The area surrounding the Gjellestad Viking ship burial in Norway was found to contain an extensive and traditional funerary, feasting, and religious complex of outstanding significance, ground-penetrating radar scans revealed.
The finds transform the understanding of the site as one containing an isolated grave to representing the regional center of Viking high-society.
Antiquity Publications Ltd/L Gustavsen
Remains of three longhouses, a feasting hall, 13 smaller burial mounds, and a temple were all identified sitting in the field around the Jell Mound, the second-largest known funerary earthen mound in Norway, and one that was first used as a high-society burial site in 550 CE, around the fall of the Western Roman Empire.
Together they form a hitherto unknown “central place,” sites which Scandinavian archaeologists classify as places of great importance to the pre-Christian denizens of the peninsula.
Excavations, both academic and amateur, of the Jell Mound and surrounding areas have yielded high value goods, many of which are now on display in Norwegian museums and which include weapons and jeweled personal items.
The researchers suggest that, as can be observed in other burial or political traditions in cultures and nations of the past, tying one’s political or cultural authority to older traditions or places/persons of authority was a strong way of consolidating power.
“We believe that the inclusion of a ship burial in what was probably an already existing—and long-lived—mound cemetery was an effort to associate oneself with an already existing power structure,” said Lars Gustavsen, the lead author of the research paper on the site’s additional structures and mounds.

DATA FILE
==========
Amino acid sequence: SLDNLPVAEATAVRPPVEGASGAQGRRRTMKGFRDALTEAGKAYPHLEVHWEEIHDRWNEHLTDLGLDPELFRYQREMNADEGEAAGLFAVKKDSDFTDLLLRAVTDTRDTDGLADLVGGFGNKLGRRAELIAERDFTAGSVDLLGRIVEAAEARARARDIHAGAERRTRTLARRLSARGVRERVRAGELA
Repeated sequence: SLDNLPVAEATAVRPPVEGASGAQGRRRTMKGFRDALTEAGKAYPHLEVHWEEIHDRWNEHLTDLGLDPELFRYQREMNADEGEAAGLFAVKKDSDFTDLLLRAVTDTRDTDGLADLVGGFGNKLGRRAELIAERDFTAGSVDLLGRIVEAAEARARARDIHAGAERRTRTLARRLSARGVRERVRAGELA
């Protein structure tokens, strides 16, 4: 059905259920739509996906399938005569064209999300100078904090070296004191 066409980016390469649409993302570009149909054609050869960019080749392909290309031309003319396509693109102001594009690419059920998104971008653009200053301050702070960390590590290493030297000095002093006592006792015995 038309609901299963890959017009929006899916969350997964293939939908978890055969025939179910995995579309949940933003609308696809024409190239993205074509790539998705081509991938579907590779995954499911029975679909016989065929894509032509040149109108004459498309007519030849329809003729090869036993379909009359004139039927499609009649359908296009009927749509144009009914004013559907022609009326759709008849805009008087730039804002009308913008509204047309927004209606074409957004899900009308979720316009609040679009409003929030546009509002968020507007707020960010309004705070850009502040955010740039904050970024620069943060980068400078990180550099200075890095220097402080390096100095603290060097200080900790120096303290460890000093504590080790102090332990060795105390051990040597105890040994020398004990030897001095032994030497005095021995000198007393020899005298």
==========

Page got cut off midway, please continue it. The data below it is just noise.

“Indicative of the emergence of a central place in a time when control of the land was in flux, Gjellestad’s relevance as a political arena was retained and reinforced with the addition of a ship burial—the ultimate expression of status, wealth and connection in Iron Age Scandinavia,” reads the paper.
The discovery of a partially-intact ship burial is about as good as it gets in European archaeology, and the Viking Ship Museum in Oslo is home to the only three ever excavated, all discovered in the 1800s.
The Gjellestad ship, discovered in the autumn of 2018, is the first one to be excavated in over 100 years, and was discovered in a field in southern Norway near the border with Sweden in Østfold county by archaeologists from the Norwegian Institute of Cultural Heritage Research. It was buried 1,200 years ago, about a decade after the Viking Age exploded into violent life with the raid on the English Monastery at Lindisfarne in 793CE.
“For the first time in 100 years, we will now excavate a Viking ship. We are very excited about the result,” Sveinung Rotevatn, Norway’s Minister for Climate and Environment told state broadcaster NRK. “It is urgent that we get this ship out of the ground.”
Antiquity Publications Ltd./NIKU
The urgency comes from a fungal growth that is rapidly decaying the wood of the ship. $1.5 million was granted by the government for excavation of the Gjellestad last year.
In the mid-20th century, according to Smithsonian, farmers unknowingly built a drainage pipe over the boat’s resting place in the middle of their field. Air leaked down into the soil and allowed a destructive fungus to proliferate and eat away some of the boat which wasn’t already destroyed by both time, and the unfortunate discovery by locals in centuries past.
If the excavation is quick and clean, historians may be able to divine what kind of ship it is, as the Vikings used different ships for trading, raiding, and transport. Measuring 60-feet long, it’s not the smallest ship style built during the Viking Age, but also by no means the biggest, as the famous Gokstad and Oseberg ships are about 18 and 10 feet longer respectively.
(WATCH the NIKU video about the Gjellestad Viking ship discovery below.)
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